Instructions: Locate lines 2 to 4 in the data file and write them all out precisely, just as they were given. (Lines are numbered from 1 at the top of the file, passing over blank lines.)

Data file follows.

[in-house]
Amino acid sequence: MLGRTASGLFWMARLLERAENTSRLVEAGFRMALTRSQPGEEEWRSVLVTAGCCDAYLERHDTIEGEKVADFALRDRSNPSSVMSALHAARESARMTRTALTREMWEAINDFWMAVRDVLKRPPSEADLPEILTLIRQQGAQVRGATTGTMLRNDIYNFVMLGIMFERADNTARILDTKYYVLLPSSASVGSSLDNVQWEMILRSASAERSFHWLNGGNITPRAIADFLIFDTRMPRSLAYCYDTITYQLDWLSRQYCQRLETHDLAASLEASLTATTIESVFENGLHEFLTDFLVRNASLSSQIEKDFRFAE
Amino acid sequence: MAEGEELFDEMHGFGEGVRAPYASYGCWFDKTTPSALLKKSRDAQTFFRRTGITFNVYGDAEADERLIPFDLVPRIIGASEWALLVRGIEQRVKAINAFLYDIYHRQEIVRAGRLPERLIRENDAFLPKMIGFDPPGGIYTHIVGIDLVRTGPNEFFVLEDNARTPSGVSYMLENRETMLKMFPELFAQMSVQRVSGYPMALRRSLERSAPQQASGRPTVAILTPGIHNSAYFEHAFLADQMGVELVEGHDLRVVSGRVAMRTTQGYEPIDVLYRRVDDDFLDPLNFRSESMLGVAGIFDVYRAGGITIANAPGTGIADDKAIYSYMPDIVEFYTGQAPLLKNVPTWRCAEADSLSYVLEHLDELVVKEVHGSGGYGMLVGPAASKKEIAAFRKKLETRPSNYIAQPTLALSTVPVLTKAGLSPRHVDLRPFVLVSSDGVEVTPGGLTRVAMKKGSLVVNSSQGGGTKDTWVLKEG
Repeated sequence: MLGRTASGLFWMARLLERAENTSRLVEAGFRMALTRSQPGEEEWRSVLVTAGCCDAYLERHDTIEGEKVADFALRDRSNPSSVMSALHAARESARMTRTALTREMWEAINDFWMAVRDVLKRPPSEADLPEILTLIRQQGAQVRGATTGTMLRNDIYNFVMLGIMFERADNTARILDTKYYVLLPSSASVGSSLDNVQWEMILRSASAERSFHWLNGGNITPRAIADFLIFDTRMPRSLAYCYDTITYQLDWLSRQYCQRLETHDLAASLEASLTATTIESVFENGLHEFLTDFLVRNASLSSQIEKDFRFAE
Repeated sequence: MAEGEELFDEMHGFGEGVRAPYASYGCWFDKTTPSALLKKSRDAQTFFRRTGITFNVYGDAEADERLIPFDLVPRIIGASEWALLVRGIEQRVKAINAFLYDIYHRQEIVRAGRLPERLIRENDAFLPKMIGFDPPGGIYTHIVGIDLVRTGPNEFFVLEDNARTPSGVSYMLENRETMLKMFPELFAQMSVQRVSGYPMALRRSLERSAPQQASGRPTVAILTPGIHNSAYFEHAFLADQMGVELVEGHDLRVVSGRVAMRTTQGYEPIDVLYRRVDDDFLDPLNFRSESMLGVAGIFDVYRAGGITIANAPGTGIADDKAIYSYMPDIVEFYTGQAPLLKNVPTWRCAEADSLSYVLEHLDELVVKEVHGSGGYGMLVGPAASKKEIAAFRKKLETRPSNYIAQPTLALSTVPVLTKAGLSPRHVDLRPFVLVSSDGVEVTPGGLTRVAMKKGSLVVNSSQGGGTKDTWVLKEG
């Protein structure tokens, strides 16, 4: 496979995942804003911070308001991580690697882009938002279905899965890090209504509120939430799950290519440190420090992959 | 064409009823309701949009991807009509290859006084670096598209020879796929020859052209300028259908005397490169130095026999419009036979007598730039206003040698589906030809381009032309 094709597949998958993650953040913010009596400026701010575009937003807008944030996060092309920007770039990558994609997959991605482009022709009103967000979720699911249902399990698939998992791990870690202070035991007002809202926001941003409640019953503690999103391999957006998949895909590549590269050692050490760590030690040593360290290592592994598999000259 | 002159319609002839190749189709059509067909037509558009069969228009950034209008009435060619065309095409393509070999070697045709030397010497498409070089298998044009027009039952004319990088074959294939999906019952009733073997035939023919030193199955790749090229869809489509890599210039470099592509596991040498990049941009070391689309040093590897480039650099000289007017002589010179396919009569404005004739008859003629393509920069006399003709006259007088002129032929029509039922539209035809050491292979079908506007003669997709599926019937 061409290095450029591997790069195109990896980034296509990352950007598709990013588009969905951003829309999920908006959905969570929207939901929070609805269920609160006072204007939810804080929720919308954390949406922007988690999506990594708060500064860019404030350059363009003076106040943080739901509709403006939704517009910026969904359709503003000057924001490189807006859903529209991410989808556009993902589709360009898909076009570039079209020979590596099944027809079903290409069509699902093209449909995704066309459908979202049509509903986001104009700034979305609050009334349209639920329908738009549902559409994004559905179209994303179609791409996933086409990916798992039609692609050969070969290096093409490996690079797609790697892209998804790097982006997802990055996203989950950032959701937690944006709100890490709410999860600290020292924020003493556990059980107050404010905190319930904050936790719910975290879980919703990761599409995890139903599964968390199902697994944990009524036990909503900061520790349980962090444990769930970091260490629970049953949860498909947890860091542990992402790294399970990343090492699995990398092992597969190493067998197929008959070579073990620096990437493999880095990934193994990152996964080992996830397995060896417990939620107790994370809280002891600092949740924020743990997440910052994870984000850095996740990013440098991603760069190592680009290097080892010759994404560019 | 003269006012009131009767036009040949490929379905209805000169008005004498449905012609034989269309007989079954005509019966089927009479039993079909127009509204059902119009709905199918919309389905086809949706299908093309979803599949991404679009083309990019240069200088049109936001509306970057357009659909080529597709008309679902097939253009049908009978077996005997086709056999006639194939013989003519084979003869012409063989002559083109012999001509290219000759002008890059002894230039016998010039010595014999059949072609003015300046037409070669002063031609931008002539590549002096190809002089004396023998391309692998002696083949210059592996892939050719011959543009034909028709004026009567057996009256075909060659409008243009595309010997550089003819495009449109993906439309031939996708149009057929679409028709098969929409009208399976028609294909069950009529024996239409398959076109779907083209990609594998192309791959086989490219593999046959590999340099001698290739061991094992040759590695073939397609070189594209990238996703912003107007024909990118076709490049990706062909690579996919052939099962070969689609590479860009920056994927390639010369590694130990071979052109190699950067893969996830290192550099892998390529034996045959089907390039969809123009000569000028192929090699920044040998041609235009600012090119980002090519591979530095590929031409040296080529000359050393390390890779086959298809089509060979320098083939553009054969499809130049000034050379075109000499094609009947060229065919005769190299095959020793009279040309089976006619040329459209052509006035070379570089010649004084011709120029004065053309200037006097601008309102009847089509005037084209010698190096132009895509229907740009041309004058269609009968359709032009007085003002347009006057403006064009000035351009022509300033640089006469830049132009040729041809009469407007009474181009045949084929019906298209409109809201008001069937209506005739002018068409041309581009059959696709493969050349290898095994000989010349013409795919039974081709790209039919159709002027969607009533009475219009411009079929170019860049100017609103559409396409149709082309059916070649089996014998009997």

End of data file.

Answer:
Amino acid sequence: MLGRTASGLFWMARLLERAENTSRLVEAGFRMALTRSQPGEEEWRSVLVTAGCCDAYLERHDTIEGEKVADFALRDRSNPSSVMSALHAARESARMTRTALTREMWEAINDFWMAVRDVLKRPPSEADLPEILTLIRQQGAQVRGATTGTMLRNDIYNFVMLGIMFERADNTARILDTKYYVLLPSSASVGSSLDNVQWEMILRSASAERSFHWLNGGNITPRAIADFLIFDTRMPRSLAYCYDTITYQLDWLSRQYCQRLETHDLAASLEASLTATTIESVFENGLHEFLTDFLVRNASLSSQIEKDFRFAE
Amino acid sequence: MAEGEELFDEMHGFGEGVRAPYASYGCWFDKTTPSALLKKSRDAQTFFRRTGITFNVYGDAEADERLIPFDLVPRIIGASEWALLVRGIEQRVKAINAFLYDIYHRQEIVRAGRLPERLIRENDAFLPKMIGFDPPGGIYTHIVGIDLVRTGPNEFFVLEDNARTPSGVSYMLENRETMLKMFPELFAQMSVQRVSGYPMALRRSLERSAPQQASGRPTVAILTPGIHNSAYFEHAFLADQMGVELVEGHDLRVVSGRVAMRTTQGYEPIDVLYRRVDDDFLDPLNFRSESMLGVAGIFDVYRAGGITIANAPGTGIADDKAIYSYMPDIVEFYTGQAPLLKNVPTWRCAEADSLSYVLEHLDELVVKEVHGSGGYGMLVGPAASKKEIAAFRKKLETRPSNYIAQPTLALSTVPVLTKAGLSPRHVDLRPFVLVSSDGVEVTPGGLTRVAMKKGSLVVNSSQGGGTKDTWVLKEG
Repeated sequence: MLGRTASGLFWMARLLERAENTSRLVEAGFRMALTRSQPGEEEWRSVLVTAGCCDAYLERHDTIEGEKVADFALRDRSNPSSVMSALHAARESARMTRTALTREMWEAINDFWMAVRDVLKRPPSEADLPEILTLIRQQGAQVRGATTGTMLRNDIYNFVMLGIMFERADNTARILDTKYYVLLPSSASVGSSLDNVQWEMILRSASAERSFHWLNGGNITPRAIADFLIFDTRMPRSLAYCYDTITYQLDWLSRQYCQRLETHDLAASLEASLTATTIESVFENGLHEFLTDFLVRNASLSSQIEKDFRFAE